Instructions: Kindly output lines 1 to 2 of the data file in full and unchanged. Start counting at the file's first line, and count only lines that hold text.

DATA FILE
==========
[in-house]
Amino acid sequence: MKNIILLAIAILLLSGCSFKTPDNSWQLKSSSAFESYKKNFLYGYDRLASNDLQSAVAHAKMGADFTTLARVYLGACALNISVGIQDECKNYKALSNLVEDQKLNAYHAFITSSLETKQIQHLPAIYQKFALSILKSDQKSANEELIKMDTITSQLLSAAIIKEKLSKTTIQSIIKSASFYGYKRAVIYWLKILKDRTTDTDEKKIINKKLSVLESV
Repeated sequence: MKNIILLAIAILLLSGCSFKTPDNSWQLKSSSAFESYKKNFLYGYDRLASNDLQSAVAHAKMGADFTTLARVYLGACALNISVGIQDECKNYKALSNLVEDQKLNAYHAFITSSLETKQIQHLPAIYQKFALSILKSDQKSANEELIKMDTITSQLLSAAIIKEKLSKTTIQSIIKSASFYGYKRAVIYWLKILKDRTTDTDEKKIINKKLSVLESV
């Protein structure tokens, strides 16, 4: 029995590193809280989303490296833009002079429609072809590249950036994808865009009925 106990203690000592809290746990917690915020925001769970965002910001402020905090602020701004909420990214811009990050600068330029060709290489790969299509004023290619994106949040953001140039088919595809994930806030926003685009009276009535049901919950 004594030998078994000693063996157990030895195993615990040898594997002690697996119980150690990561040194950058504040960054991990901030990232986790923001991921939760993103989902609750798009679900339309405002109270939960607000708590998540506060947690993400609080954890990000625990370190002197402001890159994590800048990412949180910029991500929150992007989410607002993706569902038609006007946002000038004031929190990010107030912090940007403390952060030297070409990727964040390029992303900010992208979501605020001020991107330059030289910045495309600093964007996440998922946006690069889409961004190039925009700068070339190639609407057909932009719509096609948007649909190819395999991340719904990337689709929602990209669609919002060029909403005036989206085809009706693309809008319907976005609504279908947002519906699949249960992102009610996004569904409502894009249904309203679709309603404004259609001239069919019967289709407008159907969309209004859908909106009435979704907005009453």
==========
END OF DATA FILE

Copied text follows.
[in-house]
Amino acid sequence: MKNIILLAIAILLLSGCSFKTPDNSWQLKSSSAFESYKKNFLYGYDRLASNDLQSAVAHAKMGADFTTLARVYLGACALNISVGIQDECKNYKALSNLVEDQKLNAYHAFITSSLETKQIQHLPAIYQKFALSILKSDQKSANEELIKMDTITSQLLSAAIIKEKLSKTTIQSIIKSASFYGYKRAVIYWLKILKDRTTDTDEKKIINKKLSVLESV